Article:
"These deep-fried, huo bao slices of kidney may just be my favorite kidney preparation."
Pictured here are lamb kidneys. By far the smallest kidneys I've had the pleasure of cooking, these organs pack a lot of aroma into one small package.
Having touted the mildness of pork and veal kidneys, my nose did a double-take at the extreme lambiness of lamb kidneys. The kidneys themselves were pungent, not with the scent of urine, but with the arresting smells of lamb approximating that which one would confront in a barn. Moreover, the fat in which the kidneys were buried smelled of grass with a certain funk at the end.
I had originally planned to grill the kidneys but after one whiff of the organ, I knew that I needed a powerful technique to counter their assertive smell. Plenty of tongue-numbing chiles and pepper, I thought, along with alcohol, would do the trick.
In her authoritative cookbook Land of Plenty, Fuchsia Dunlop provides a recipe for pork kidneys prepared in just such a manner, paired with chile peppers and a marinade of soy sauce and rice wine. The kidneys are quickly passed through the oil before being added to a stir-fry with vegetables. A cornstarch slurry finishes the dish, uniting the spicy elements of the dish.
Dunlop's recipe features the classic Chinese "huo bao" technique, which translates into something like "fire-bursted" or "fire-exploded." The terms refers more to the shape of the protein than the method itself.
The slices of meat or seafood, when scored in a crosshatch pattern, will seize up and curl into cylindrical forms. (The same huo-bao technique can be applied to squid. In Cantonese cookery, the lightly scored and battered squares of squid are deep-fried in a dish commonly called "salty baked squid," or "salt and pepper baked squid." In stir-fried dishes, the squid is quickly parboiled before being added to the wok.)
While scoring and deep-frying the kidneys seemed like an ideal preparation, I wanted to retain the crispy surface after frying. In place of the cornstarch slurry, I added a bit of turmeric and curry powder to the marinade and held the kidneys in the frying oil for half a minute longer.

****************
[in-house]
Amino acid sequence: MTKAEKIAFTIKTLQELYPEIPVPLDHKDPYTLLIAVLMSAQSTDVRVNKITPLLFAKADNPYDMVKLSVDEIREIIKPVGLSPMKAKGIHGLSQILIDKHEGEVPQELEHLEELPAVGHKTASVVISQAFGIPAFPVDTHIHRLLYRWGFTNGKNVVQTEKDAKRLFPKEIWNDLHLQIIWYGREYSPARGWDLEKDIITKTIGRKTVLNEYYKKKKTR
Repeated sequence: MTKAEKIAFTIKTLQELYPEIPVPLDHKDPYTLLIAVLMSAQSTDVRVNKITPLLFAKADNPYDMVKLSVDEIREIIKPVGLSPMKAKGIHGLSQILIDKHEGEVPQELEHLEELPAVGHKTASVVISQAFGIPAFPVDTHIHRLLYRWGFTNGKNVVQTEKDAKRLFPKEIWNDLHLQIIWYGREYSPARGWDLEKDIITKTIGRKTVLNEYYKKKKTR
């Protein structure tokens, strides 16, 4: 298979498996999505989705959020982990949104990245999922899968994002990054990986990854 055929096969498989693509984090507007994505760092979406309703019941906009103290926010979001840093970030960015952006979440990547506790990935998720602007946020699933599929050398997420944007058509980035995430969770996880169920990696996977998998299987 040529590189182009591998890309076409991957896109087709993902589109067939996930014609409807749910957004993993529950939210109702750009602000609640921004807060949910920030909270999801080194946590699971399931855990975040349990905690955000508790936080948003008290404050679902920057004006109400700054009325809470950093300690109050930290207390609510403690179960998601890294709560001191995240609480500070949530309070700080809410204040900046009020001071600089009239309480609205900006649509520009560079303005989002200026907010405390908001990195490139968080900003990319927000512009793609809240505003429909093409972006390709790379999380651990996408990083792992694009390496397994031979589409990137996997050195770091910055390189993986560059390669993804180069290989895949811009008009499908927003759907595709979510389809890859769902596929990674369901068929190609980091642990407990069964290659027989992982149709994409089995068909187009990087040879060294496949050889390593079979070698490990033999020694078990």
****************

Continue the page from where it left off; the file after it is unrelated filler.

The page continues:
Hot out of the oil, the surface of the kidneys was crisp but the interior remained perfectly tender. Prepared in this manner, the curried fritters of offal were so tasty, few actually made it to the table.
These deep-fried, huo bao slices of kidney may just be my favorite kidney preparation, which, considering my fondness for steak and kidney pie, is saying a lot.
1/2 pound lamb kidneys, about two or three
1 tablespoon rice wine
1/2 teaspoon cornstarch
1/2 teaspoon chile pepper or chile pepper flakes
1/2 tsp curry powder
1/4 teaspoon turmeric
1/2 cup oil, for passing through
Remove the kidneys from the fat. Using a paring knife, cut away the rest of the fat and gristle in the middle of the kidneys, taking care to keep the organs as whole as possible. Slice off thin, 1/4 inch-thick slices of the kidneys that are approximately 3/4 to 1 inch in length.
With your knife slanted at a 45° angle, lightly score the surface of the kidneys in one direction, then in the other direction perpendicular to the first cuts. You should have a crosshatch pattern when finished.
Mix the slices of kidney with the rest of the ingredients for the marinade.
In a wok, heat the oil to 350°F (180°C) for deep frying. Add a few slices of kidney at a time so as not to cool down the oil. Deep-fry for 40 seconds to 1 1/2 minutes, depending on the size of your slices. Serve immediately while the slices are hot and crispy.
|Nutrition Facts (per serving)|
|Amount per serving|
|% Daily Value*|
|Total Fat 24g||31%|
|Saturated Fat 2g||12%|
|Total Carbohydrate 3g||1%|
|Dietary Fiber 0g||2%|
|Total Sugars 0g|
|Vitamin C 11mg||53%|
|*The % Daily Value (DV) tells you how much a nutrient in a food serving contributes to a daily diet. 2,000 calories a day is used for general nutrition advice.|